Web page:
3) I’ve spent the last few days cleaning, dusting, prepping for overnight house guests coming on today. Aside from normal “get ready for guests” cleaning that anyone would do, I had a whole bunch of projects from the last couple of months that just had fallen into a coma, it seems. I had:
- a pile of unbroken down boxes that I’d been storing to help a client move (but turns out they don’t need them)
- piles of tax filing paperwork that were neatly stacked but not yet filed on a guest bed
- three bags of “to be donated” stuff that has been in my house at least a month, probably more.
It took the imminent arrival of guests (who, by the way, probably don’t care one bit about how my house looks) to get some of those tasks moved to completion, rather than stay in the seemingly-permanent limbo they were in. Sure, it’s better now, but, without motivation, how long would I have let them stay like that??
4. Seriously, where the &%#!& is the whisk attachment for my Braun stick mixer? I’ve been looking everywhere for it. (oh, don’t worry… i went old school and hand-whisked, which, by the way, took less time than I WASTED looking for the attachment in the first place.
Why am I telling you all this?
Well, I think all three stories highlight that being organized is something we all have to work at; it isn’t just magical. It’s something that, even if we have a “knack” for it, we all have to work at it. And it also means that ALL of us, even the ones who feel all hope is lost, can follow some simple rules to help make progress in this area.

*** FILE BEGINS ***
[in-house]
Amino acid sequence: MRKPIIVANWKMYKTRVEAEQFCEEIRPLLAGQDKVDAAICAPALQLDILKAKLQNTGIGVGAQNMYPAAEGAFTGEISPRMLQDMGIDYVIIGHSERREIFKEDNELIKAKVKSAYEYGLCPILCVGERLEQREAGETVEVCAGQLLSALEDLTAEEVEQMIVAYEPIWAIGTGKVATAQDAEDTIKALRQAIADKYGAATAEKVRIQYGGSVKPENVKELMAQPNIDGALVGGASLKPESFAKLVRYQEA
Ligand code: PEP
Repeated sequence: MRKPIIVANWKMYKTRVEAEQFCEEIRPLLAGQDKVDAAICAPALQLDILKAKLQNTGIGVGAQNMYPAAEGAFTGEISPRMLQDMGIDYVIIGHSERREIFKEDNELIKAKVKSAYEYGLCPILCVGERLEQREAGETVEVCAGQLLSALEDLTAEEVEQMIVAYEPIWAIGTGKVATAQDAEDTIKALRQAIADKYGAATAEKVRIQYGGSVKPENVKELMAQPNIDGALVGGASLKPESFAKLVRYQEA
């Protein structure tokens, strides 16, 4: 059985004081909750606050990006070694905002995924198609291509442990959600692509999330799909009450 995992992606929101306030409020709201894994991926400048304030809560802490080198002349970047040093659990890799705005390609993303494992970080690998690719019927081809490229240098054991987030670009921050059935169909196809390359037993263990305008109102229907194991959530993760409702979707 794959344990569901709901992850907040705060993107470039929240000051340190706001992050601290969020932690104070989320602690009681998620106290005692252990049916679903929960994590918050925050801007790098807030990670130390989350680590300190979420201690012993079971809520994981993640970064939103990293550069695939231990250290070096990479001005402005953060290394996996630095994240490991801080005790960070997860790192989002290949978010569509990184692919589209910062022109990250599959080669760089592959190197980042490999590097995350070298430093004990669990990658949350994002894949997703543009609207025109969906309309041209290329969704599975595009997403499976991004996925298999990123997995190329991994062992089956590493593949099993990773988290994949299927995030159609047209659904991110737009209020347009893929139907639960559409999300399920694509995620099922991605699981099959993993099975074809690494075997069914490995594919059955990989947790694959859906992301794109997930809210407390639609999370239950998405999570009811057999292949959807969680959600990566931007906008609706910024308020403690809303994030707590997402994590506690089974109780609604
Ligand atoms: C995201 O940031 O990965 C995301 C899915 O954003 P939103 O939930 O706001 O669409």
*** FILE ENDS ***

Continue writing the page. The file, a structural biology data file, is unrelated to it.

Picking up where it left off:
Lessons that I have used with all of my clients, and that you can use, too:
1) Being organized is a system, and systems take work. They require a needs analysis, a design, an implementation, and an audit to see if they’re working (those all sound fancy, don’t they?) but, at the end of the day, the only reason a system works is because you USE it. Otherwise, it’s just a solution lying NEAR a problem, cluttering up your mind and space, rather than solving a problem.
2) Everything should have its place. And everything should be put back into its place. This also means, and I’m looking at you, Handy Boy (my husband). Spouses and other people who share the space need to know where places are, too.
3) A little external motivation can go a long way. If you’re the kind of person who rallies for a big reason, then create a big reason, if you need a kick in the pants! If you know you’re good at getting the house in order if someone is stopping by, then invite someone to stop by! If it works, use it.
4) Planning is our friend, even if it means an extra moment or step is involved. Measure, take pictures, jot things down, whatever works, do it. As we get older, our ability to remember things seems to evaporate more rapidly every day. Even though I’ve always “had a great memory,” I can no longer rely on that skill set. Poof. It disappeared. STOP fighting your new reality, and get systems and support that help you be successful.
5) Take a step back and think. Sometimes, the quickest answer isn’t the best answer. The best solutions we come up with involve us being able to step back and see the bigger picture. Think on things a little bit, and share your ideas with others. Brainstorming is an awesome way to get the perspective of others, and to help see a problem in a completely different light. (Hey, a good way to put that one to work? How about hiring a professional organizer, who can help you think through things a bit more clearly? 🙂 )
Hope there are a few lessons in here you can use right away… and keep RE-using, because they work!